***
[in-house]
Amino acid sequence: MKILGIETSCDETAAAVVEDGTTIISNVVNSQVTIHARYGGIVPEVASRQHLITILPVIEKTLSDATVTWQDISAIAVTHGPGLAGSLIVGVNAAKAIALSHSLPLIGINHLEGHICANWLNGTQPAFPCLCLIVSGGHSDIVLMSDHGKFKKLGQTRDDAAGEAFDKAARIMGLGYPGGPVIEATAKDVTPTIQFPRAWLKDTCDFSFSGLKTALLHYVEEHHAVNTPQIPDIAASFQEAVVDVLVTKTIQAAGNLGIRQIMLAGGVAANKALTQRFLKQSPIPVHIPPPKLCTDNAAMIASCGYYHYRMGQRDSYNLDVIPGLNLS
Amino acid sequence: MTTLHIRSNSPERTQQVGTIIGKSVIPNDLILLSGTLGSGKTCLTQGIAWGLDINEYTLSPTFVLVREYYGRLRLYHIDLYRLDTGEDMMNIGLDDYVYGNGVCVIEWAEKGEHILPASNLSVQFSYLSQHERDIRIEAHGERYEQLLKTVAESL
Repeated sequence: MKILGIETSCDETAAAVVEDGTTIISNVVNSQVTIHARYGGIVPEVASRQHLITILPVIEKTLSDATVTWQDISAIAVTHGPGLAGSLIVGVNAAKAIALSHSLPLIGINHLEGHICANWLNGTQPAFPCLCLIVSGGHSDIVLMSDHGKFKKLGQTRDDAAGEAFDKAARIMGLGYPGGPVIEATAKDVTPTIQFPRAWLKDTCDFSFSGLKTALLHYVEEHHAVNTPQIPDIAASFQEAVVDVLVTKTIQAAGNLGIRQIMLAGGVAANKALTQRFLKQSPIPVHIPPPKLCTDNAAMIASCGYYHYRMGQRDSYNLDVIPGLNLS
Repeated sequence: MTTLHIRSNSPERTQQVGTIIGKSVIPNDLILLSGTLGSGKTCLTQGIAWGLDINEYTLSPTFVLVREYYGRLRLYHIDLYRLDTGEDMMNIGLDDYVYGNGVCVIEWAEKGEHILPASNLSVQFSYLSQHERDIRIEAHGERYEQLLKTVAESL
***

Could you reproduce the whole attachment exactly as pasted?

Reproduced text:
[in-house]
Amino acid sequence: MKILGIETSCDETAAAVVEDGTTIISNVVNSQVTIHARYGGIVPEVASRQHLITILPVIEKTLSDATVTWQDISAIAVTHGPGLAGSLIVGVNAAKAIALSHSLPLIGINHLEGHICANWLNGTQPAFPCLCLIVSGGHSDIVLMSDHGKFKKLGQTRDDAAGEAFDKAARIMGLGYPGGPVIEATAKDVTPTIQFPRAWLKDTCDFSFSGLKTALLHYVEEHHAVNTPQIPDIAASFQEAVVDVLVTKTIQAAGNLGIRQIMLAGGVAANKALTQRFLKQSPIPVHIPPPKLCTDNAAMIASCGYYHYRMGQRDSYNLDVIPGLNLS
Amino acid sequence: MTTLHIRSNSPERTQQVGTIIGKSVIPNDLILLSGTLGSGKTCLTQGIAWGLDINEYTLSPTFVLVREYYGRLRLYHIDLYRLDTGEDMMNIGLDDYVYGNGVCVIEWAEKGEHILPASNLSVQFSYLSQHERDIRIEAHGERYEQLLKTVAESL
Repeated sequence: MKILGIETSCDETAAAVVEDGTTIISNVVNSQVTIHARYGGIVPEVASRQHLITILPVIEKTLSDATVTWQDISAIAVTHGPGLAGSLIVGVNAAKAIALSHSLPLIGINHLEGHICANWLNGTQPAFPCLCLIVSGGHSDIVLMSDHGKFKKLGQTRDDAAGEAFDKAARIMGLGYPGGPVIEATAKDVTPTIQFPRAWLKDTCDFSFSGLKTALLHYVEEHHAVNTPQIPDIAASFQEAVVDVLVTKTIQAAGNLGIRQIMLAGGVAANKALTQRFLKQSPIPVHIPPPKLCTDNAAMIASCGYYHYRMGQRDSYNLDVIPGLNLS
Repeated sequence: MTTLHIRSNSPERTQQVGTIIGKSVIPNDLILLSGTLGSGKTCLTQGIAWGLDINEYTLSPTFVLVREYYGRLRLYHIDLYRLDTGEDMMNIGLDDYVYGNGVCVIEWAEKGEHILPASNLSVQFSYLSQHERDIRIEAHGERYEQLLKTVAESL